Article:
One of the critiquers actually said ‘you should make this a romance to explain why she cares that her friend died’.

      1. Greg Burgas

        I don’t agree with you about the waiting for sex until marriage (but, of course, I’m not going to denigrate your opinion!), but I do agree with you about popular fiction absolutely ignoring that aspect of the culture. One thing I get annoyed about is people who have sex and then suddenly decide they love each other, which is ridiculous. Sex is a part of romance, and just because you’re sexually compatible with someone doesn’t mean you love them. The deliberate conjoining of “love” and “lust” very much annoys me.

        Man, that’s dumb critique. But yes, I agree with you – the idea of friendship between men and women has gone by the boards quite a bit.

        1. Le Messor

          I wouldn’t expect agreement there, but it is a pet peeve of mine. 🙂

          Also, I wasn’t just talking about friendship between men and women – I meant friendship at all. (Maybe if the characters are 12 and under?)

        2. Call Me Carlos the Dwarf

          One of my favorite shows is Lovesick on Netflix, which juxtaposes a pair of best friends, one of whom treats every girl he sleeps with as “The One” and tried to start a committed relationships while the other has stuck to a steady succession of one-night-stands and casual flings since his college GF broke his heart.

      2. While I enjoy 80 percent of Chasing Amy the ending hinges on Ben Affleck believing his best friend would only resent Affleck spending time 24/7 with his new love if he was secretly in love with Affleck himself. That’s asinine.
        For comparison my best friend is a woman and while I’ve never wanted to be the guy she was dating, I’ve certainly resented that her dates were taking up time she could be spending hanging out with me (I knew perfectly well this was an unreasonable reaction and did not let it get in the way of being friends).

  9. Peter

    My least favorite tropes in general fiction (or even in the framing of nonfiction, for that matter):

    * Precocious child is the only hope of saving the world or some such nonsense: look, I get it, children symbolize hope in the future of mankind, and oftentimes we do need to emphasize that “cynic” is dangerously close to being a synonym for “adult” – but there’s just far too many of these stories by now. It’s one thing when the stories are aimed purely at younger readers/viewers, but some of these stories are squarely for adults now! Maybe I’m being too much of a cynic myself now, but kids are usually way dumber than they’re portrayed in popular fiction. When I was a child, sure – I thought I knew better than most of the adults around me. But man, I did some dumb stuff.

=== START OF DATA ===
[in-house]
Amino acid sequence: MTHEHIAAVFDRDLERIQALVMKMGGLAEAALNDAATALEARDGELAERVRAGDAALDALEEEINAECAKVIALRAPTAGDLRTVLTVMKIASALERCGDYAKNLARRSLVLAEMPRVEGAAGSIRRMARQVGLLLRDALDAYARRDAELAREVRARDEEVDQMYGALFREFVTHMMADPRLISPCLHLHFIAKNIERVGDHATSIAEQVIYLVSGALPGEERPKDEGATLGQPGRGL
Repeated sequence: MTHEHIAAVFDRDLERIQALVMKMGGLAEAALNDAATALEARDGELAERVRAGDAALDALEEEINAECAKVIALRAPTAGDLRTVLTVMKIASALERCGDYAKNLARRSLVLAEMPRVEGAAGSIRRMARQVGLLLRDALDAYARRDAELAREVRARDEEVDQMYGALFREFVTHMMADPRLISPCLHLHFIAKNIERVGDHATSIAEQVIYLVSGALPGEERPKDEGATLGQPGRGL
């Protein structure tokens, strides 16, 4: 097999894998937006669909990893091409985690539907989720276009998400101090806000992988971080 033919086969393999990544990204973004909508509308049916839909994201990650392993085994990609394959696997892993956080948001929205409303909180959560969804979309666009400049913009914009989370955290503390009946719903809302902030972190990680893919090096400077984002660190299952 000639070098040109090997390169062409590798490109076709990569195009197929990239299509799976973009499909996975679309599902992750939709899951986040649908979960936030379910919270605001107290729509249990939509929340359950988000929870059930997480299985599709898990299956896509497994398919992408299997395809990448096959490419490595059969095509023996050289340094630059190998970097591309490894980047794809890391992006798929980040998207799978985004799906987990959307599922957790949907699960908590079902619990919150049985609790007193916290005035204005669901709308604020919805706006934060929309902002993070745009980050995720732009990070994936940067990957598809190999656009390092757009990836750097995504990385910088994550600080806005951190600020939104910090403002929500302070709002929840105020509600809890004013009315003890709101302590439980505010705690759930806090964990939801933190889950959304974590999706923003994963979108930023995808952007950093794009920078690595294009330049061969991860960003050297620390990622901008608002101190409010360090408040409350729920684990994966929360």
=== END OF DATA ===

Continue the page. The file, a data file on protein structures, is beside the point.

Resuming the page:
* Using an unlikeable/repulsive protagonist as a substitute for a story. I think that classic noirs did this the right way – the “hero” of “The Postman Always Rings Twice,” for example, is so base that it gets your attention, but there’s still a decent if unspectacular plot to the book. Compare this with two pretty boring works I just encountered (“The Lost Daughter” and “Eileen”)… you need to have more than just a shockingly cold-hearted character to get me interested.

    * The use of “the hacker” as a god-like being. Computers are pretty integral to our society now and I think people in general have a better understanding of how programming works… but even today, writers will frequently just skip over the grunt work and ignore the limitations of computation, perhaps throwing in some technical mumbo-jumbo that has little relevance to try and establish verisimilitude (e.g. “I know this! It’s a Unix system!” in Jurassic Park)

    I do think there are some good uses of each trope, but they’re just overused and tired most of the time when I encounter them.

    For comics specifically, I think my least favorite trope is “the good guys fight each other.” In the early days of the Marvel Universe, there was some amount of fun in this – and it sort of made sense because I think it was partly inspired by Jack Kirby’s street gang childhood where you might have to fight someone before befriending them – but it wore out its welcome eventually. The original Batman/Superman fight in “The Dark Knight Falls” was also great fan service and succeeded because it was framed as the culmination of an elaborate plan that still came close to failure. The sight of two heroes clashing hammered home the dystopian version of Miller’s alternate future. Now, however, it seems that villains are becoming an afterthought and the good guys are the only ones who can challenge each other – and they can never resolve their differences without their fists. Sigh.

  10. Corrin Radd

    I hate it when action movies/thrillers feel the need to force in a love story to the absurd point of having the male and female leads pawing at each other in the midst of/immediately after what surely have been the most traumatic moments of their lives.

    There are many many of examples of this, but Keanu and Sandra making out at the end of Speed after they had been nearly murdered repeatedly as well as having witnessed people dying just a few feet away from them is ridiculous. I’ll gladly accept that a bus can make that jump, but I’ll never believe that people would be in the mood for love after.

    Another egregious example is when Bruce and Madeleine make out in 12 Monkeys not long after Bruce had to pull his own teeth out with a knife.